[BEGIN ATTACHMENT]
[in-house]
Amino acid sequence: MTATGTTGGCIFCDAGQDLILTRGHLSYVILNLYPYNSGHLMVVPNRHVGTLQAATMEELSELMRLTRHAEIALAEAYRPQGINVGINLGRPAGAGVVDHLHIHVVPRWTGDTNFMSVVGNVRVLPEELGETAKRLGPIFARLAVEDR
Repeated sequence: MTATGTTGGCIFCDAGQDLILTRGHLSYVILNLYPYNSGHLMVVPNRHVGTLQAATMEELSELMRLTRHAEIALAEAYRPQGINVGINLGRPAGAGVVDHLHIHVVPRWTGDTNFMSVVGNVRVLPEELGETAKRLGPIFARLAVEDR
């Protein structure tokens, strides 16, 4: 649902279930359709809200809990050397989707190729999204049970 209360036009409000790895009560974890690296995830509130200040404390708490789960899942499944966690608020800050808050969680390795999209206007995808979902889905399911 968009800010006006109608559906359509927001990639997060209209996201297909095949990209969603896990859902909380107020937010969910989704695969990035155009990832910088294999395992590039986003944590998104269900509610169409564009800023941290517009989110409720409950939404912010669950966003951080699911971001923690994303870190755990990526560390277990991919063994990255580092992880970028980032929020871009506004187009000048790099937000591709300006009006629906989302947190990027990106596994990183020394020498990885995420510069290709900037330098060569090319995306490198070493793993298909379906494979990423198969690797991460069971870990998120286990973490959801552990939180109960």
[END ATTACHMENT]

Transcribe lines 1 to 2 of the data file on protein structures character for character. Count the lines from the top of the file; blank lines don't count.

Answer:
[in-house]
Amino acid sequence: MTATGTTGGCIFCDAGQDLILTRGHLSYVILNLYPYNSGHLMVVPNRHVGTLQAATMEELSELMRLTRHAEIALAEAYRPQGINVGINLGRPAGAGVVDHLHIHVVPRWTGDTNFMSVVGNVRVLPEELGETAKRLGPIFARLAVEDR